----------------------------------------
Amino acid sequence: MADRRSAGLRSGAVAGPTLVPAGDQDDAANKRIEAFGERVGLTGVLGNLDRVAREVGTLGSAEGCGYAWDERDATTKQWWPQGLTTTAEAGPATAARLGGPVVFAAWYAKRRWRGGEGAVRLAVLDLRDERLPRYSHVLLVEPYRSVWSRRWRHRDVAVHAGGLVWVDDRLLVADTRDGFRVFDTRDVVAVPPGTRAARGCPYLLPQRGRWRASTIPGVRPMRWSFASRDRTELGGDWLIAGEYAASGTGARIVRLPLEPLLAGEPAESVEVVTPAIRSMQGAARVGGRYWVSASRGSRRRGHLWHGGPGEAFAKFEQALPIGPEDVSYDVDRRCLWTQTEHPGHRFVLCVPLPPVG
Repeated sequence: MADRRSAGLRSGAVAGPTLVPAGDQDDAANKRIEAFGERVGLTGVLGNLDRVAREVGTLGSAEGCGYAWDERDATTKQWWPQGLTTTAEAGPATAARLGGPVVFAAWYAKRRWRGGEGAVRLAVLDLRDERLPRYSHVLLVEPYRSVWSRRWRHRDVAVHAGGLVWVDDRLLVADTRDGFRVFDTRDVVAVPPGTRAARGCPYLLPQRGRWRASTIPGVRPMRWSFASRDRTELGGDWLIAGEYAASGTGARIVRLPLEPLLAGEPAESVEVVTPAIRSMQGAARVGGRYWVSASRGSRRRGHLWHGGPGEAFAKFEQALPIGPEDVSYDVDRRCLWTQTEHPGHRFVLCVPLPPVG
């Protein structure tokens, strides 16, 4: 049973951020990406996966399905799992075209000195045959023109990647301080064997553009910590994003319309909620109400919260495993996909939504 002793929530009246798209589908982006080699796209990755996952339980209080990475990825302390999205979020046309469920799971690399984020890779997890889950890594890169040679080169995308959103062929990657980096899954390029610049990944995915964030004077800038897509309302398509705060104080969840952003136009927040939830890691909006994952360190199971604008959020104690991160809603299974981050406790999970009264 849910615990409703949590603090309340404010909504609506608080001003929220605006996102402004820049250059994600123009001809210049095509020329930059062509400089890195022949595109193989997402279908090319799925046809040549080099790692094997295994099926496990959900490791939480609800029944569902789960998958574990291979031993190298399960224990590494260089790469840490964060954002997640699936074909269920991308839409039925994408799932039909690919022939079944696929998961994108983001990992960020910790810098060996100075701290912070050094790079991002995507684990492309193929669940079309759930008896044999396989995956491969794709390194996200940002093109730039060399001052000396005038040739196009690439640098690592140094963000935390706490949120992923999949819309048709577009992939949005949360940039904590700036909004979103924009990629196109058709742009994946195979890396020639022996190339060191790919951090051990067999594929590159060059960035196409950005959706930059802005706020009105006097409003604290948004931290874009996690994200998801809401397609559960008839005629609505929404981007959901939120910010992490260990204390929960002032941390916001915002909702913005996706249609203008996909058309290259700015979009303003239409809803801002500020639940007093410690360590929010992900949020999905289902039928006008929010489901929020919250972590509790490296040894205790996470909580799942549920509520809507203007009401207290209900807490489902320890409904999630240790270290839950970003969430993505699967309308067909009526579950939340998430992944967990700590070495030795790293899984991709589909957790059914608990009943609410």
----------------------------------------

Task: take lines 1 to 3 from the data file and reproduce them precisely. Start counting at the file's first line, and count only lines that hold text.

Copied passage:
Amino acid sequence: MADRRSAGLRSGAVAGPTLVPAGDQDDAANKRIEAFGERVGLTGVLGNLDRVAREVGTLGSAEGCGYAWDERDATTKQWWPQGLTTTAEAGPATAARLGGPVVFAAWYAKRRWRGGEGAVRLAVLDLRDERLPRYSHVLLVEPYRSVWSRRWRHRDVAVHAGGLVWVDDRLLVADTRDGFRVFDTRDVVAVPPGTRAARGCPYLLPQRGRWRASTIPGVRPMRWSFASRDRTELGGDWLIAGEYAASGTGARIVRLPLEPLLAGEPAESVEVVTPAIRSMQGAARVGGRYWVSASRGSRRRGHLWHGGPGEAFAKFEQALPIGPEDVSYDVDRRCLWTQTEHPGHRFVLCVPLPPVG
Repeated sequence: MADRRSAGLRSGAVAGPTLVPAGDQDDAANKRIEAFGERVGLTGVLGNLDRVAREVGTLGSAEGCGYAWDERDATTKQWWPQGLTTTAEAGPATAARLGGPVVFAAWYAKRRWRGGEGAVRLAVLDLRDERLPRYSHVLLVEPYRSVWSRRWRHRDVAVHAGGLVWVDDRLLVADTRDGFRVFDTRDVVAVPPGTRAARGCPYLLPQRGRWRASTIPGVRPMRWSFASRDRTELGGDWLIAGEYAASGTGARIVRLPLEPLLAGEPAESVEVVTPAIRSMQGAARVGGRYWVSASRGSRRRGHLWHGGPGEAFAKFEQALPIGPEDVSYDVDRRCLWTQTEHPGHRFVLCVPLPPVG
């Protein structure tokens, strides 16, 4: 049973951020990406996966399905799992075209000195045959023109990647301080064997553009910590994003319309909620109400919260495993996909939504 002793929530009246798209589908982006080699796209990755996952339980209080990475990825302390999205979020046309469920799971690399984020890779997890889950890594890169040679080169995308959103062929990657980096899954390029610049990944995915964030004077800038897509309302398509705060104080969840952003136009927040939830890691909006994952360190199971604008959020104690991160809603299974981050406790999970009264 849910615990409703949590603090309340404010909504609506608080001003929220605006996102402004820049250059994600123009001809210049095509020329930059062509400089890195022949595109193989997402279908090319799925046809040549080099790692094997295994099926496990959900490791939480609800029944569902789960998958574990291979031993190298399960224990590494260089790469840490964060954002997640699936074909269920991308839409039925994408799932039909690919022939079944696929998961994108983001990992960020910790810098060996100075701290912070050094790079991002995507684990492309193929669940079309759930008896044999396989995956491969794709390194996200940002093109730039060399001052000396005038040739196009690439640098690592140094963000935390706490949120992923999949819309048709577009992939949005949360940039904590700036909004979103924009990629196109058709742009994946195979890396020639022996190339060191790919951090051990067999594929590159060059960035196409950005959706930059802005706020009105006097409003604290948004931290874009996690994200998801809401397609559960008839005629609505929404981007959901939120910010992490260990204390929960002032941390916001915002909702913005996706249609203008996909058309290259700015979009303003239409809803801002500020639940007093410690360590929010992900949020999905289902039928006008929010489901929020919250972590509790490296040894205790996470909580799942549920509520809507203007009401207290209900807490489902320890409904999630240790270290839950970003969430993505699967309308067909009526579950939340998430992944967990700590070495030795790293899984991709589909957790059914608990009943609410």